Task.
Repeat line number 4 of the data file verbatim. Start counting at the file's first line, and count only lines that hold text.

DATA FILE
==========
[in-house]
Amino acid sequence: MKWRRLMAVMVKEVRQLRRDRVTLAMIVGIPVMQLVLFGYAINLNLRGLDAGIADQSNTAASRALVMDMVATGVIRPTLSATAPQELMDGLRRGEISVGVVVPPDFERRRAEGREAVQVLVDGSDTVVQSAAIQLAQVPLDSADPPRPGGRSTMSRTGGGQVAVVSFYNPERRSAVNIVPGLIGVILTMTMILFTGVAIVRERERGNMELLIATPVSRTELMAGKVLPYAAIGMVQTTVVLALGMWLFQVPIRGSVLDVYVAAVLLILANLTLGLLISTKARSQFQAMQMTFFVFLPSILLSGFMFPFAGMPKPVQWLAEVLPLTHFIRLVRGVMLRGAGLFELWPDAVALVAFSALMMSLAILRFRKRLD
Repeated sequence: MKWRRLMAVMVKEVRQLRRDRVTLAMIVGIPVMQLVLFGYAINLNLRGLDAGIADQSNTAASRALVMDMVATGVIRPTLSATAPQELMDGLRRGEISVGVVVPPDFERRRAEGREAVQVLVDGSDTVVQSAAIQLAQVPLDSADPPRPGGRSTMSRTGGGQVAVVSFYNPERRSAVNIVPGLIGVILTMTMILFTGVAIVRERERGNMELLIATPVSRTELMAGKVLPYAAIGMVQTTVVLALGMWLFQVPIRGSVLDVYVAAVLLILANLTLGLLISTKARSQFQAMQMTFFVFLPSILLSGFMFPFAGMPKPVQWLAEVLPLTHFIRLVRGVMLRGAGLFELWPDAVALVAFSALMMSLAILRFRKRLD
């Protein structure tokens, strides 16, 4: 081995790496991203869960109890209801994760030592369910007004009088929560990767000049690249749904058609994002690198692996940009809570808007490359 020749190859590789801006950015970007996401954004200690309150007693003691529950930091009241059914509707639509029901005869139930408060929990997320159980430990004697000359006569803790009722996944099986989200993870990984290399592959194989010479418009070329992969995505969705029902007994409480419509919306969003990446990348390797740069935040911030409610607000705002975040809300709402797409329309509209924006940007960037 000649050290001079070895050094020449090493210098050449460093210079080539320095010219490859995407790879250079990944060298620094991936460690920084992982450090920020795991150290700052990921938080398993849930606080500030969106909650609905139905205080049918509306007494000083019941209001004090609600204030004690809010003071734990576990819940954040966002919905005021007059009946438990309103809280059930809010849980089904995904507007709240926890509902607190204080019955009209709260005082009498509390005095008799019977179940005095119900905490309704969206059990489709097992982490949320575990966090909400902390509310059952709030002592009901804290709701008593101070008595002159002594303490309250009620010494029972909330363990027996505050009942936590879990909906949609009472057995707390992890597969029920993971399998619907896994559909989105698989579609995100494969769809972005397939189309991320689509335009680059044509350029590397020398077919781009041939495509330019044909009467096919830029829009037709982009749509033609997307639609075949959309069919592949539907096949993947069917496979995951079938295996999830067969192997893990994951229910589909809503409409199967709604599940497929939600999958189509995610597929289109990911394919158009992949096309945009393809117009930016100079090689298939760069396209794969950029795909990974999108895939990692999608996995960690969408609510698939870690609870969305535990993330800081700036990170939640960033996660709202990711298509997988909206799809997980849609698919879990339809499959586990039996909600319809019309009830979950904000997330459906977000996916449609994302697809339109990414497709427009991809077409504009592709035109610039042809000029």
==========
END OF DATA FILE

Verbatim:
């Protein structure tokens, strides 16, 4: 081995790496991203869960109890209801994760030592369910007004009088929560990767000049690249749904058609994002690198692996940009809570808007490359 020749190859590789801006950015970007996401954004200690309150007693003691529950930091009241059914509707639509029901005869139930408060929990997320159980430990004697000359006569803790009722996944099986989200993870990984290399592959194989010479418009070329992969995505969705029902007994409480419509919306969003990446990348390797740069935040911030409610607000705002975040809300709402797409329309509209924006940007960037 000649050290001079070895050094020449090493210098050449460093210079080539320095010219490859995407790879250079990944060298620094991936460690920084992982450090920020795991150290700052990921938080398993849930606080500030969106909650609905139905205080049918509306007494000083019941209001004090609600204030004690809010003071734990576990819940954040966002919905005021007059009946438990309103809280059930809010849980089904995904507007709240926890509902607190204080019955009209709260005082009498509390005095008799019977179940005095119900905490309704969206059990489709097992982490949320575990966090909400902390509310059952709030002592009901804290709701008593101070008595002159002594303490309250009620010494029972909330363990027996505050009942936590879990909906949609009472057995707390992890597969029920993971399998619907896994559909989105698989579609995100494969769809972005397939189309991320689509335009680059044509350029590397020398077919781009041939495509330019044909009467096919830029829009037709982009749509033609997307639609075949959309069919592949539907096949993947069917496979995951079938295996999830067969192997893990994951229910589909809503409409199967709604599940497929939600999958189509995610597929289109990911394919158009992949096309945009393809117009930016100079090689298939760069396209794969950029795909990974999108895939990692999608996995960690969408609510698939870690609870969305535990993330800081700036990170939640960033996660709202990711298509997988909206799809997980849609698919879990339809499959586990039996909600319809019309009830979950904000997330459906977000996916449609994302697809339109990414497709427009991809077409504009592709035109610039042809000029």